The rules are not quite so fierce now, and Bennetts is proud of its close knit and loyal staff, many of whom have remained there for decades. The manager of the Men’s Department, has been with the company for over 30 years. He has seen countless changes, from store layout to staff uniforms. He recalls the brightly coloured nylon overalls the assistants wore in the 1970s, often sporting a tell-tale print after an ironing disaster. When he first started, there was a cobbled yard and block of stables around the back of the store, and the Ironmongery Department sold thousands of types of nails and screws, most of which are no longer made.
Mark Rowland, Sales Manager at Bennetts’ Trade Centre on Stores Road in Derby , has also been with the company for nearly 30 years. Mark came to Bennetts in 1974, as a fill-in job for the summer holidays and, as is the way with Bennetts, the ‘temporary’ job lasted 15 years. After a break away, he was tracked down and ‘persuaded’ to come back to head up the Trade Centre Sales team. Thirteen years later, he is still there. It is interesting to note that Bennetts still specialises in architectural ironmongery, selling throughtout the UK to the construction and house building industry.
Mark recalls: ‘during my time working at the Irongate Store in the ‘70’s, we sold paraffin, meths,
and white spirit by the pint, if customers brought their own containers. These materials were stored in what was called the ‘oil warehouse’, sited in the cellar underneath the ironmongery department. Nothing unusual in this, except that the 40-gallon drums were stored next to the steel bins containing shotgun cartridges and, in October/November, fireworks! Health and Safety would have a field day nowadays!’
There are many more directors, managers and members of staff who have been loyal to Bennetts for years. David, a manager at the Irongate store, has worked there for 22 years, and recalls how he started on April Fool’s Day. He was asked to start work the day after his interview but, as Bennetts was closed on a Wednesday then, he had to start on 1stApril, a date that has stuck in hismind ever since!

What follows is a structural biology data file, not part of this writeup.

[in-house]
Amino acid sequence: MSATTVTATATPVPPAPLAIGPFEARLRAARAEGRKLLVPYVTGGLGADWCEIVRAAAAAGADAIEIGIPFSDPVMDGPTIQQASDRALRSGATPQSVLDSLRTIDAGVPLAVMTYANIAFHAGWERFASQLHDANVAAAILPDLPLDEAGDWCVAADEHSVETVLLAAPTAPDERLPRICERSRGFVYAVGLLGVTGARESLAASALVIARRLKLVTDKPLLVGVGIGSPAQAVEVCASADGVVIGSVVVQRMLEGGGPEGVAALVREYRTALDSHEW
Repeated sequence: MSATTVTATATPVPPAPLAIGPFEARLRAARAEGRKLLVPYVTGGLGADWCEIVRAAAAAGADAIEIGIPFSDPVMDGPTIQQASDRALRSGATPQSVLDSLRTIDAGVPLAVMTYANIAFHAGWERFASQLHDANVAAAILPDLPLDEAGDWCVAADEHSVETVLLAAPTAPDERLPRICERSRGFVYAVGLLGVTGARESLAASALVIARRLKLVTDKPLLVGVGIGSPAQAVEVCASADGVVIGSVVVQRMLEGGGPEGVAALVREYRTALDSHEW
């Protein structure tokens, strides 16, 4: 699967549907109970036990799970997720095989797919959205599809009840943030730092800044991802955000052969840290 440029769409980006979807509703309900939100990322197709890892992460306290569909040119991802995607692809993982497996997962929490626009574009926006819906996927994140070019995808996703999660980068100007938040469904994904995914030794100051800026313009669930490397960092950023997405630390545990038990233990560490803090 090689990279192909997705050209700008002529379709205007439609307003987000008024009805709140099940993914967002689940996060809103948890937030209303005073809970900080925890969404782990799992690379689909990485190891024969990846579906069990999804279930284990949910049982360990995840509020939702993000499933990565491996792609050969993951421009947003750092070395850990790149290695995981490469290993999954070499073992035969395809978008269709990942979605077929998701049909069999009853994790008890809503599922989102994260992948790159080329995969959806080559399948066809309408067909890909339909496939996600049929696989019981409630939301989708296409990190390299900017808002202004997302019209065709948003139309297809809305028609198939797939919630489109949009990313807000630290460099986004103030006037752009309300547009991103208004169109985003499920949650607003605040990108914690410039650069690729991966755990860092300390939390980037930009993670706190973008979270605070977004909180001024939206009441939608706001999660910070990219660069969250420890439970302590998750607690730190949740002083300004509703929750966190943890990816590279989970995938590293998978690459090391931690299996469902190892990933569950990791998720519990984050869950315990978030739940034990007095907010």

Mark Rowland’s colleagues Craig Sullivan (technical representative) and Michael Redfern (housing supervisor) have both received their 25year long service awards, with two other members of the trade centre team (Tracey March, senior estimator, and clive Stevens, contracts supervisor) having amassed more than 50 years service between them. Jane Williams, who started on the shop floor and now works in accounts, has been with Bennetts for over 30 years, and Rodney Bird, who clocked up 25 years’ service before he retired in 2006, has now come back for one day a week, unable to keep away!
However, the staff members are not the only ones deserving of a long service award. Many customers have been coming to Bennetts for years, some arriving as regular as clockwork each week; others calling in for gifts or special purchases. Some claim to have been coming since the store opened! Others have stuck in the minds of the staff for their colourful personalities: walking miles to get here, arriving on horseback, or lighting up the store with their flamboyance.
All these long-serving staff and customers have seen great progressions in the store, such as a new electronic till and stock control system and dramatic layout changes . Recently, Bennetts gained a new managing director, former army captain Simon Ingham, echoing the military influence that Bennetts was founded on. Simon is quotes as saying: ‘The reason Bennetts is so unique and diverse is testament to our customers, the people of Derbyshire and beyond, who need more than just the sanitised high street offerings and demand something individual.’
Amongst the contemporary brands and stock, many echoes of the past remain in the store, which George Bennett himself might still recognise. The name Bennetts is still cherished. After all, where else could you possibly buy a bag of nails, a Radley handbag and a Barbour Jacket, and then sit down for a well earned lunch in a contemporary brasserie, all in one very historical store?